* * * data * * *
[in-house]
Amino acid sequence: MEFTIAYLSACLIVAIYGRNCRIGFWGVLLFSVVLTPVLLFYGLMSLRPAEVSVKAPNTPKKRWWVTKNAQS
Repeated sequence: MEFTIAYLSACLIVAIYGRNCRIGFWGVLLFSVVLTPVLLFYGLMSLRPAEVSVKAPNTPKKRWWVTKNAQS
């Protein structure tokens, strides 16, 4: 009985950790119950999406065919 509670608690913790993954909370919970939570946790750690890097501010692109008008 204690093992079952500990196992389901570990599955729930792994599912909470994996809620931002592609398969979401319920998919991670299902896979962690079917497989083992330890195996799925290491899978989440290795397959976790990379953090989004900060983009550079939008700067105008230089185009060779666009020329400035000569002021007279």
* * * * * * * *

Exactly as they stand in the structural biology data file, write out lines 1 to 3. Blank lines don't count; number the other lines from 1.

[in-house]
Amino acid sequence: MEFTIAYLSACLIVAIYGRNCRIGFWGVLLFSVVLTPVLLFYGLMSLRPAEVSVKAPNTPKKRWWVTKNAQS
Repeated sequence: MEFTIAYLSACLIVAIYGRNCRIGFWGVLLFSVVLTPVLLFYGLMSLRPAEVSVKAPNTPKKRWWVTKNAQS